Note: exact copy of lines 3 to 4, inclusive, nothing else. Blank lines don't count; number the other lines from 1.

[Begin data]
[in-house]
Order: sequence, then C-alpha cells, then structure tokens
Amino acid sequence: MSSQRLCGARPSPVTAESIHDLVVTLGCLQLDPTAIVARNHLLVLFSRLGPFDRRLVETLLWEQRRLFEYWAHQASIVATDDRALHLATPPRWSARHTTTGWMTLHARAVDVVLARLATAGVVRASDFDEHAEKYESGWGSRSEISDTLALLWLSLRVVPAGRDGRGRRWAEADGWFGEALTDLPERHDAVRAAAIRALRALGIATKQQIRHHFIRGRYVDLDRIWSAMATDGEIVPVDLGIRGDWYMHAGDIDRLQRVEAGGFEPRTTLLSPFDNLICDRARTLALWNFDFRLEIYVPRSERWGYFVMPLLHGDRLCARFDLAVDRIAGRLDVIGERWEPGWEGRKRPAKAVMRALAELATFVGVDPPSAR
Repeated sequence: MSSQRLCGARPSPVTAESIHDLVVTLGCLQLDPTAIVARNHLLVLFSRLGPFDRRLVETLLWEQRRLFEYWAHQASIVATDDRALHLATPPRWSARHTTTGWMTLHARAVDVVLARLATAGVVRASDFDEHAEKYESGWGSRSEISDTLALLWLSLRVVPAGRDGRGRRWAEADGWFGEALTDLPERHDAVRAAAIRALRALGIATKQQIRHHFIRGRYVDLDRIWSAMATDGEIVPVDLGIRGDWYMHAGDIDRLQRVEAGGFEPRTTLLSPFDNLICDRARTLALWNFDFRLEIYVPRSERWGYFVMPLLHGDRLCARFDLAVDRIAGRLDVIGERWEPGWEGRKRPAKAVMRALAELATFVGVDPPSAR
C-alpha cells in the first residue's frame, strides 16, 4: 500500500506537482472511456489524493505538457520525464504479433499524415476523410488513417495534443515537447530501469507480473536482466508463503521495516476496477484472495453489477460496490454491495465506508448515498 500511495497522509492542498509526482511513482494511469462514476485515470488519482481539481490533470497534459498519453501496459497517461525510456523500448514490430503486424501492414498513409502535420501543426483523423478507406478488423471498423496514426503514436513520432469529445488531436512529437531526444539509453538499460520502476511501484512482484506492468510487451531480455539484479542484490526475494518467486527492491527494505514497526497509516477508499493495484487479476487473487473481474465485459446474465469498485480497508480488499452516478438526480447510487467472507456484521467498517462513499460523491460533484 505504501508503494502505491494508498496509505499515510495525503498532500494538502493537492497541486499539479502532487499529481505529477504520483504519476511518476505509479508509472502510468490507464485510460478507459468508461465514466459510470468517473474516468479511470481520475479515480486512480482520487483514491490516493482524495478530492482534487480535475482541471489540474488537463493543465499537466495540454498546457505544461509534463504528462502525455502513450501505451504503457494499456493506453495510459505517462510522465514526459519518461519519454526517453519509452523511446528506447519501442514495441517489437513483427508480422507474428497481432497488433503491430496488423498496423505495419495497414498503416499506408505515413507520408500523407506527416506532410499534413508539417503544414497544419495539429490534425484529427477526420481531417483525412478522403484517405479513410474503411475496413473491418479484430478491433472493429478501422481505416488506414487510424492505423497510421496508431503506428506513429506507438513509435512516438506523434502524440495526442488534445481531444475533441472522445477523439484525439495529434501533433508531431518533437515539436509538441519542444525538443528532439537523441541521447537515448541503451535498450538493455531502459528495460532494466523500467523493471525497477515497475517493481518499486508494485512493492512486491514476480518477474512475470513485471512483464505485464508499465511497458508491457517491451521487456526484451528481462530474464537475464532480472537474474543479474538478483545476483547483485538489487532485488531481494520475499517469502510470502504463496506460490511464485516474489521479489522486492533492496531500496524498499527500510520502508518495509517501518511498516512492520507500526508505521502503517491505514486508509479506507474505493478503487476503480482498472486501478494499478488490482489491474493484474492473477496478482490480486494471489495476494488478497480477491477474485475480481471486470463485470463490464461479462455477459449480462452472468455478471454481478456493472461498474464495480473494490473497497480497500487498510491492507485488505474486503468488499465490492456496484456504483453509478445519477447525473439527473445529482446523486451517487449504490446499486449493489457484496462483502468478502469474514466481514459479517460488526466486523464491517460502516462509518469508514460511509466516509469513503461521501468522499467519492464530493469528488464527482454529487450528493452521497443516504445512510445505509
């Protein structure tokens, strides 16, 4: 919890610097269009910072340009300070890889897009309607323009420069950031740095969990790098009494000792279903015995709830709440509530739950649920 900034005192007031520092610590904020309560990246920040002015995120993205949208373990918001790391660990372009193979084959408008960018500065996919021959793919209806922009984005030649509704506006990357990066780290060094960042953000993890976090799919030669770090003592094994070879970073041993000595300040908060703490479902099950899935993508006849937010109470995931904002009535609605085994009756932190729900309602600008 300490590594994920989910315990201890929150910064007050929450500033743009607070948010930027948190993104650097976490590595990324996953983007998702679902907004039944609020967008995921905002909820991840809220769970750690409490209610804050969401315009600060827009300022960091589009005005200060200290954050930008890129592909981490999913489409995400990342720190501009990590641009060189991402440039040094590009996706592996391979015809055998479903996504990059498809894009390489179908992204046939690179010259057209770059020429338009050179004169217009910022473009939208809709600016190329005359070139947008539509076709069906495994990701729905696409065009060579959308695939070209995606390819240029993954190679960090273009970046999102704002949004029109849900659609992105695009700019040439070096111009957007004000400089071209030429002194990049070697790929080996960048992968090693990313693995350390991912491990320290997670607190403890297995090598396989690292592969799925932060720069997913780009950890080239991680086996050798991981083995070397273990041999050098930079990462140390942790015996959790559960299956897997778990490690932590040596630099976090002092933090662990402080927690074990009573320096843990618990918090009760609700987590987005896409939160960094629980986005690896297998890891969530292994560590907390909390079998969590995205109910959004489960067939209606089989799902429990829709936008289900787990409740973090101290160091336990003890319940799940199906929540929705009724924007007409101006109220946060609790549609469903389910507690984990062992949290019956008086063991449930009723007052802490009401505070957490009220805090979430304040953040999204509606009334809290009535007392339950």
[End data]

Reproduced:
Amino acid sequence: MSSQRLCGARPSPVTAESIHDLVVTLGCLQLDPTAIVARNHLLVLFSRLGPFDRRLVETLLWEQRRLFEYWAHQASIVATDDRALHLATPPRWSARHTTTGWMTLHARAVDVVLARLATAGVVRASDFDEHAEKYESGWGSRSEISDTLALLWLSLRVVPAGRDGRGRRWAEADGWFGEALTDLPERHDAVRAAAIRALRALGIATKQQIRHHFIRGRYVDLDRIWSAMATDGEIVPVDLGIRGDWYMHAGDIDRLQRVEAGGFEPRTTLLSPFDNLICDRARTLALWNFDFRLEIYVPRSERWGYFVMPLLHGDRLCARFDLAVDRIAGRLDVIGERWEPGWEGRKRPAKAVMRALAELATFVGVDPPSAR
Repeated sequence: MSSQRLCGARPSPVTAESIHDLVVTLGCLQLDPTAIVARNHLLVLFSRLGPFDRRLVETLLWEQRRLFEYWAHQASIVATDDRALHLATPPRWSARHTTTGWMTLHARAVDVVLARLATAGVVRASDFDEHAEKYESGWGSRSEISDTLALLWLSLRVVPAGRDGRGRRWAEADGWFGEALTDLPERHDAVRAAAIRALRALGIATKQQIRHHFIRGRYVDLDRIWSAMATDGEIVPVDLGIRGDWYMHAGDIDRLQRVEAGGFEPRTTLLSPFDNLICDRARTLALWNFDFRLEIYVPRSERWGYFVMPLLHGDRLCARFDLAVDRIAGRLDVIGERWEPGWEGRKRPAKAVMRALAELATFVGVDPPSAR